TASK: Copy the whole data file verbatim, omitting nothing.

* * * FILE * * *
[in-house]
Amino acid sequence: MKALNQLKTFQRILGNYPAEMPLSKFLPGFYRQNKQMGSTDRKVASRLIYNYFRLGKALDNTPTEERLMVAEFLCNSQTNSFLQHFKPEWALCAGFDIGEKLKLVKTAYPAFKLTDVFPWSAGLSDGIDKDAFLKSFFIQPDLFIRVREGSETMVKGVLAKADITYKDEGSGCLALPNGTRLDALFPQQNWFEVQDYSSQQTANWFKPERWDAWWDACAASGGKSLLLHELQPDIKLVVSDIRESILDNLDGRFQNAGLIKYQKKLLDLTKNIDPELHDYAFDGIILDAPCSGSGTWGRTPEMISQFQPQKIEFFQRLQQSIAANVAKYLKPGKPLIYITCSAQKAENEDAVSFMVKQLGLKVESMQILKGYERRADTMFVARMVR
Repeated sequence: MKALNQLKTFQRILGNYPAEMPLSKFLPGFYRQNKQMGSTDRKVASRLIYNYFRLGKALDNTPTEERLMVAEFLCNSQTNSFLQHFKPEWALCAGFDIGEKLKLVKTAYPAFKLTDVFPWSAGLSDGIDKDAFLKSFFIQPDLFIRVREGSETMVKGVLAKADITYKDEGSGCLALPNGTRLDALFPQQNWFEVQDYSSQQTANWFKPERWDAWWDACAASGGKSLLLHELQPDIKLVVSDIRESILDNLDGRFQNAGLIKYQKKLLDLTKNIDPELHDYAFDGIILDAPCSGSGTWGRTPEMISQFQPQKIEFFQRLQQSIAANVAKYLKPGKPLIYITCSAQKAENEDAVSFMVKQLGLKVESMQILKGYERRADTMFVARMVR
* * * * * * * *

[in-house]
Amino acid sequence: MKALNQLKTFQRILGNYPAEMPLSKFLPGFYRQNKQMGSTDRKVASRLIYNYFRLGKALDNTPTEERLMVAEFLCNSQTNSFLQHFKPEWALCAGFDIGEKLKLVKTAYPAFKLTDVFPWSAGLSDGIDKDAFLKSFFIQPDLFIRVREGSETMVKGVLAKADITYKDEGSGCLALPNGTRLDALFPQQNWFEVQDYSSQQTANWFKPERWDAWWDACAASGGKSLLLHELQPDIKLVVSDIRESILDNLDGRFQNAGLIKYQKKLLDLTKNIDPELHDYAFDGIILDAPCSGSGTWGRTPEMISQFQPQKIEFFQRLQQSIAANVAKYLKPGKPLIYITCSAQKAENEDAVSFMVKQLGLKVESMQILKGYERRADTMFVARMVR
Repeated sequence: MKALNQLKTFQRILGNYPAEMPLSKFLPGFYRQNKQMGSTDRKVASRLIYNYFRLGKALDNTPTEERLMVAEFLCNSQTNSFLQHFKPEWALCAGFDIGEKLKLVKTAYPAFKLTDVFPWSAGLSDGIDKDAFLKSFFIQPDLFIRVREGSETMVKGVLAKADITYKDEGSGCLALPNGTRLDALFPQQNWFEVQDYSSQQTANWFKPERWDAWWDACAASGGKSLLLHELQPDIKLVVSDIRESILDNLDGRFQNAGLIKYQKKLLDLTKNIDPELHDYAFDGIILDAPCSGSGTWGRTPEMISQFQPQKIEFFQRLQQSIAANVAKYLKPGKPLIYITCSAQKAENEDAVSFMVKQLGLKVESMQILKGYERRADTMFVARMVR